Viktor Nikiforov has lived his international life getting ferried places by Yakov, exploring with world-savvy Christophe Giacometti, and being led around on the arm of rich sponsors who wanted to take him out for a night.
Yuuri, on the other hand, has spent several years in Detroit– not quite the crime capital of the USA, but close.
This shows when the Katsuki-Nikiforovs start taking more vacations.
In Rio de Janeiro. “Why can’t we just take a shortcut?” Viktor asks, peering down a narrow and dark alley. “We’d make it back to the hotel faster.”
“Vitya, no,” says Yuuri.
In Chicago. “Yuuri, that was such a nice man, and his dog was the best dog, besides Makkachin.”
“Good dog,” Yuuri says, grabbing Viktor by the lapels to pull him in for a kiss, and to tap his cheek with Viktor’s leather wallet. “Terrible pickpocket. Don’t worry, I got it back for you.”
It even shows when they’re traveling close to home.
“This is my favorite restaurant in Sochi!” Viktor chirps. “Their shades are closed, so paparazzi can’t see in. They’re all fans, and always ask me about skating, but they never bother me for pictures with them! So discreet! It’s like my own little escape, so I wanted to share it with you. Do you like it?”
“It’s wonderful,” says Yuuri through gritted teeth. He grips Viktor’s hand tightly throughout the entire experience, and every time Viktor pitifully tries to ask, “how is the borchst?” Yuuri just smiles grimly at him and scoots closer.
“Darling,” Viktor pouts once they’re back in their hotel room, “I’ve told you that if you’re anxious we can always leave, but you never gave me the signal we agreed on–”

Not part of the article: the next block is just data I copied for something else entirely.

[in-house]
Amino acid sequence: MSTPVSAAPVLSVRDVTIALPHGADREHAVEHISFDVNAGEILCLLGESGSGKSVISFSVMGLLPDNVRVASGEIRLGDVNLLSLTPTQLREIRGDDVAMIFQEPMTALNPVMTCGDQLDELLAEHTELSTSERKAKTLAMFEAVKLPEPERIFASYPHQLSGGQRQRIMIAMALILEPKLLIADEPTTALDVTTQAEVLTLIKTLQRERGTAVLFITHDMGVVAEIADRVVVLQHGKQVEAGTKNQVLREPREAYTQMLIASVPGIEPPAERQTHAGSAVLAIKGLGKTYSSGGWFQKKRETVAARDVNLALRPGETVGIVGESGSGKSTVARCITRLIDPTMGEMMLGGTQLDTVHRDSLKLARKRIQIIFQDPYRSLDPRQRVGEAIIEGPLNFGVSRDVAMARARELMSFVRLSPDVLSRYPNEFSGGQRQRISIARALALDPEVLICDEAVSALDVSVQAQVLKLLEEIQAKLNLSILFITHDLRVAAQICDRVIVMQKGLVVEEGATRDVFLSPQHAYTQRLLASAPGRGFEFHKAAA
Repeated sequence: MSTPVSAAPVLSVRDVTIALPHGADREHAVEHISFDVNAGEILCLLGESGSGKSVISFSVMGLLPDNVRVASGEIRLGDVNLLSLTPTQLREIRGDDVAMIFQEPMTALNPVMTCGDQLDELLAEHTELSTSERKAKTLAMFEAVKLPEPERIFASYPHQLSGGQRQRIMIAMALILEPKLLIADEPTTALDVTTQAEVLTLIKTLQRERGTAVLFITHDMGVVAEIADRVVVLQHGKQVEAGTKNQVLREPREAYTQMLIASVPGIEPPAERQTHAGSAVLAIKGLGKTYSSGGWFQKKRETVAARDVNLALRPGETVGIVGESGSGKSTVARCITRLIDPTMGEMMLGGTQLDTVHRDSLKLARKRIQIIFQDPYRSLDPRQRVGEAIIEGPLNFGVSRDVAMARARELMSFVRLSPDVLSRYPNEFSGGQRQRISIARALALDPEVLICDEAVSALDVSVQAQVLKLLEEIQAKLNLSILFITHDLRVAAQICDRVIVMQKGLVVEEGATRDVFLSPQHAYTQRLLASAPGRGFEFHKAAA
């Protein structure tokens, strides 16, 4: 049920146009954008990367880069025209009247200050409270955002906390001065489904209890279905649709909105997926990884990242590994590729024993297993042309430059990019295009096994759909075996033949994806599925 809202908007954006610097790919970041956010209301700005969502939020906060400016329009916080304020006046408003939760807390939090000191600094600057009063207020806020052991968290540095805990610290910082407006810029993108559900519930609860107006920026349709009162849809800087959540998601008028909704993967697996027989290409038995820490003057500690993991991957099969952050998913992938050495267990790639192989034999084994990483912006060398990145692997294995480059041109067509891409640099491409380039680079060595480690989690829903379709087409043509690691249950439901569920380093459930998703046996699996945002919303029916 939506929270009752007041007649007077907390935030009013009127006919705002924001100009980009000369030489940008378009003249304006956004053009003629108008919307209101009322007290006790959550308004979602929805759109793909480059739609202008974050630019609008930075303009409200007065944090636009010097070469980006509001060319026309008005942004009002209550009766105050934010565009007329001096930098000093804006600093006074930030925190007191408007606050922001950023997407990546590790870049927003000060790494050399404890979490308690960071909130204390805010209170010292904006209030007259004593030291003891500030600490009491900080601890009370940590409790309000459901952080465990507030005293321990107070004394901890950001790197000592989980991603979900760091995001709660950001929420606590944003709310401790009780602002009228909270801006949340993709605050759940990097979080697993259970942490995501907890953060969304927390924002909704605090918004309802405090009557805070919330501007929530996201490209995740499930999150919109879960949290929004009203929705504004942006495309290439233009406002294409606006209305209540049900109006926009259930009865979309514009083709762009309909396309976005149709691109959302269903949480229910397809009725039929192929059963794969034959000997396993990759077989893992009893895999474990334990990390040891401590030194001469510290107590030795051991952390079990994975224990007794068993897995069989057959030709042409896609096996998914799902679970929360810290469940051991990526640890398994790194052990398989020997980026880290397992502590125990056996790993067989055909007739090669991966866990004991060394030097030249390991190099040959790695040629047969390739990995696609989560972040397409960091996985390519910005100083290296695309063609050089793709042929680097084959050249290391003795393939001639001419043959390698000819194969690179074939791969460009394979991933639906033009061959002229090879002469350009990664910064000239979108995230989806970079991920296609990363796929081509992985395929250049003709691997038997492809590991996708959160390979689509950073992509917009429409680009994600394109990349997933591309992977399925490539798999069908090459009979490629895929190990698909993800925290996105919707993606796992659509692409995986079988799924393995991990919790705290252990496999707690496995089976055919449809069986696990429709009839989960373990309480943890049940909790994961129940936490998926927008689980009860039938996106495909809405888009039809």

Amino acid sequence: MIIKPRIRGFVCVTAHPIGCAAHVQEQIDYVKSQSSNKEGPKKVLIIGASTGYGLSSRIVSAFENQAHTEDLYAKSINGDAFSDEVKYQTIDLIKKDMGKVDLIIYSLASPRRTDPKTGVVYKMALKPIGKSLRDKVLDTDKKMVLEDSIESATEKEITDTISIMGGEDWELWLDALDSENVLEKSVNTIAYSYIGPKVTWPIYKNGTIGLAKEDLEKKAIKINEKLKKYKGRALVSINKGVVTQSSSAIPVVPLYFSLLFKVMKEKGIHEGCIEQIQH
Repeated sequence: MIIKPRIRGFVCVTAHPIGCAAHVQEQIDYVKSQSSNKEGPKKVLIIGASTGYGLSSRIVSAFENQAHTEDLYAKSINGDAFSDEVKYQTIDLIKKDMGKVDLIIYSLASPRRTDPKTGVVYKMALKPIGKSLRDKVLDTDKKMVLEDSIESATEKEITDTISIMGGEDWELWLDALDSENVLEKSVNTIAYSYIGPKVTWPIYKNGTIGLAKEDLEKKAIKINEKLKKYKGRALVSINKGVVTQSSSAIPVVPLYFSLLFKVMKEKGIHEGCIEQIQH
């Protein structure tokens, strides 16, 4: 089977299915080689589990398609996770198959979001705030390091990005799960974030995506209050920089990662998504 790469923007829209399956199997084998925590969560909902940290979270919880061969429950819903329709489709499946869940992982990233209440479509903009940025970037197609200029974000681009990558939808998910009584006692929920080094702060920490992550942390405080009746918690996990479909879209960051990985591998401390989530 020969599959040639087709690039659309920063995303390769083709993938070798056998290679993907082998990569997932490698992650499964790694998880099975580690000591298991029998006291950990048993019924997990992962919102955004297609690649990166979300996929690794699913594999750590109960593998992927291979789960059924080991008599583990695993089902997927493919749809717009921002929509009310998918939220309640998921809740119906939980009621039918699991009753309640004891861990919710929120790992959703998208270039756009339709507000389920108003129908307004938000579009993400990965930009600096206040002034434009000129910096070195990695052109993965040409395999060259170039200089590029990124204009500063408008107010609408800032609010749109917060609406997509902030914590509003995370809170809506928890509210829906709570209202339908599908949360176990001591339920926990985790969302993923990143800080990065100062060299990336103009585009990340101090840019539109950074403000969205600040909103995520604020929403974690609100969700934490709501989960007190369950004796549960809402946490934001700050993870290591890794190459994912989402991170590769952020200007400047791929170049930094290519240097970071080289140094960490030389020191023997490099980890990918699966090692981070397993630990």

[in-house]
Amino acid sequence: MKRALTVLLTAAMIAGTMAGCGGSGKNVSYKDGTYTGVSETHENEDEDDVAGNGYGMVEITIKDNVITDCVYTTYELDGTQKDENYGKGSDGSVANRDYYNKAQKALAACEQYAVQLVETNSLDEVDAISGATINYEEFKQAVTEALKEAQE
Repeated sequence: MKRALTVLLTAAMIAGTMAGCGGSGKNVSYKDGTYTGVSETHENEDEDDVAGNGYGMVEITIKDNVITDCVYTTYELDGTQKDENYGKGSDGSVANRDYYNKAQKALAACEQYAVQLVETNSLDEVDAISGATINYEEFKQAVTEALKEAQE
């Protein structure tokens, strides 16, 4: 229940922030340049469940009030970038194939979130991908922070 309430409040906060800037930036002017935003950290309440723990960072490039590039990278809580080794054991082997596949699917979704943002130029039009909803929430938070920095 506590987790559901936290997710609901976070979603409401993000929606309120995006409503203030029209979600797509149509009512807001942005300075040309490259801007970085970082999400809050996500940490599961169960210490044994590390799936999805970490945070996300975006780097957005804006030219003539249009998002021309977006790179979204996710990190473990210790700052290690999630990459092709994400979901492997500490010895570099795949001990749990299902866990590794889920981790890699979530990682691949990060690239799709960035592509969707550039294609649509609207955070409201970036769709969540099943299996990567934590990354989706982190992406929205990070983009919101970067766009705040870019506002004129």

“Vitya,” Yuuri says, and sits him down. “Vitya, that restaurant is very clearly a cover for the Russian mafia.”
“Oh,” says Viktor. “Um.”
“I’ve always thought it was a miracle that you were alive,” Yuuri sighs and snuggles down into his husband’s lap. “Now I’m realizing just how much of a miracle it is.”
In London. They go out for a pub trivia night with Yakov and Yurio. Their team– carried completely by the living legend– destroys the rest, even though Viktor is tipsy and has been chattering with both the French family at the neighboring table and two Germans at the bar in their native tongue. Facts? Viktor knows them all: 18th century literature. Obscure historical references. Chemical compositions. The exact words Beyonce tweeted 3 months ago.
“What the hell,” says Yurio. “This idiot introduced himself to me five times when I first came to the rink. He can’t remember what he ate for lunch. What. The hell.”
“I think I love him,” Yuuri blurts. They have been married for two years, and his husband is showing the Germans his belly-button. “We have to protect him.” Yakov just smirks.
You lied to me. I didn’t tell you the truth. It’s the same thing.
Perhaps, but telling you your mother was a con artist who’d only sought
you out for the purposes of getting money from me; didn’t seem like a
very attractive alternative.
You and her… you both lied to me. But for very different reasons.